Shannon Bakarich, PhD student at the University of Wollongong in Austrialia, has developed a method to 3D print fibre enforced hydrogel for tissue engineering.
Since hydrogels are challenging to work with due to their mechanical properties, scientists have been working on methods to make the material tougher and more efficient for the use of tissue engineering. The 3D printing process developed by Bakarich starts with simultaneously printing with two inks, which are then cured by a UV system. One of the liquids cures into a wet and soft hydrogel, the other into a stiff and hard plastic in order to form the reinforcing fibers of the structure.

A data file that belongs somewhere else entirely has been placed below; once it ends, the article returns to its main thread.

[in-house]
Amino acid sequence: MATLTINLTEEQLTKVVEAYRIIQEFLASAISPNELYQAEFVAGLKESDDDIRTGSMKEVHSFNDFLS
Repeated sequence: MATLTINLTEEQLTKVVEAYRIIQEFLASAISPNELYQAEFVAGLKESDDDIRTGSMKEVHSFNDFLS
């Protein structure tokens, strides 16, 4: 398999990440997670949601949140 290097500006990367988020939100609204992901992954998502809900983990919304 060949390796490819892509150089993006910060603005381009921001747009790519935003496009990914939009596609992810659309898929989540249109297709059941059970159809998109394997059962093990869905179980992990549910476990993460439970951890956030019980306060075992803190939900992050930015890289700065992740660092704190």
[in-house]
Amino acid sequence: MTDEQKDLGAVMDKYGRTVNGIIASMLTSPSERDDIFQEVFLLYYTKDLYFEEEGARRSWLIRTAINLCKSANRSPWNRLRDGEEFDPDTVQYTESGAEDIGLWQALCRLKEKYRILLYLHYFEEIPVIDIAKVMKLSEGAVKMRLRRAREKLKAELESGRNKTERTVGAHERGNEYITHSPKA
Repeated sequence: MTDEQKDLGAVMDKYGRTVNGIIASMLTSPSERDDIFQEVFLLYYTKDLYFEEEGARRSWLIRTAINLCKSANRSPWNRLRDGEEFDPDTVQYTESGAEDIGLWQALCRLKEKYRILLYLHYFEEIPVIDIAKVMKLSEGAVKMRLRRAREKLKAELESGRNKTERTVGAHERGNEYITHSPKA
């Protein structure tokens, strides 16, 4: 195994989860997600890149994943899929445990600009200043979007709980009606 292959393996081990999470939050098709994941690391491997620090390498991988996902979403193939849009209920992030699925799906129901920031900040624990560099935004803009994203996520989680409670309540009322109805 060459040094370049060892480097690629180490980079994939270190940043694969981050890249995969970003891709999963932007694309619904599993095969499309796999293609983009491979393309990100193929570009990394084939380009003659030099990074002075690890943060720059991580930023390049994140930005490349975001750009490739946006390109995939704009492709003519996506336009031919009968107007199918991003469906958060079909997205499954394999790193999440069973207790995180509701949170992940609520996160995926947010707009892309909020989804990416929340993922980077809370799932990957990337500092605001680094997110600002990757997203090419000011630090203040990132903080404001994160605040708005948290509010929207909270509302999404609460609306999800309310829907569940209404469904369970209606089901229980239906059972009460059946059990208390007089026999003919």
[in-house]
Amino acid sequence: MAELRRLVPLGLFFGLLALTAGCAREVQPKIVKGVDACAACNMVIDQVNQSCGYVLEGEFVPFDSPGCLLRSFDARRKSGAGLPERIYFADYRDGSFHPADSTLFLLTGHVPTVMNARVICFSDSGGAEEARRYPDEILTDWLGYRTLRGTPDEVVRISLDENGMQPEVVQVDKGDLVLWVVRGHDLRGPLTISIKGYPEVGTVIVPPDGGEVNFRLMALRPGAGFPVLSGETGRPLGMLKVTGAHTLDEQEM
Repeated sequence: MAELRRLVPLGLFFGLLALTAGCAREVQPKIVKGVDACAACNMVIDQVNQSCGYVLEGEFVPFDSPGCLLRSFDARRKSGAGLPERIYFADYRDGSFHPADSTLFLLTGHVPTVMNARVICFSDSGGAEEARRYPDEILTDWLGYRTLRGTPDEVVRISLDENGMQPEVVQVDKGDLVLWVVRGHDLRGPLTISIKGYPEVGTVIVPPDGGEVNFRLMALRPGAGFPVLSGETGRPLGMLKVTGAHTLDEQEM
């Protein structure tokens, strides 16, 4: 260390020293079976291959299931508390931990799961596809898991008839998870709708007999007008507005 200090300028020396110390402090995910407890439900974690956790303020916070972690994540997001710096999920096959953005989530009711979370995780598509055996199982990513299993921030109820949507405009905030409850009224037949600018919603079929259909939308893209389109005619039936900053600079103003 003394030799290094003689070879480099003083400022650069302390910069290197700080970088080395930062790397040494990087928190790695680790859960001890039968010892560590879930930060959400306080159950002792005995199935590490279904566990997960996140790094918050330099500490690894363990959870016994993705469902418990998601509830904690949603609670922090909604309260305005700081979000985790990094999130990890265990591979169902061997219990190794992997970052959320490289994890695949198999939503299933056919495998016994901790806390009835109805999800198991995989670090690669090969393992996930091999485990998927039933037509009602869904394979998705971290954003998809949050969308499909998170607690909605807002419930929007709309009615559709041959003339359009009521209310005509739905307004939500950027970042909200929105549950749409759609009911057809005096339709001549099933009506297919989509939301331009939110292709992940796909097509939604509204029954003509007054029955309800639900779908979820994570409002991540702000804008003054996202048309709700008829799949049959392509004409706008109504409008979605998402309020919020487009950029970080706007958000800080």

Hydrogel is commonly used as scaffold for the process of creating organs or connective tissue from cells. Tissue engineering plays an important role within the fields of dermal wound healing, bone and cartilage repair.
(C) Picture and Link via ACS Publications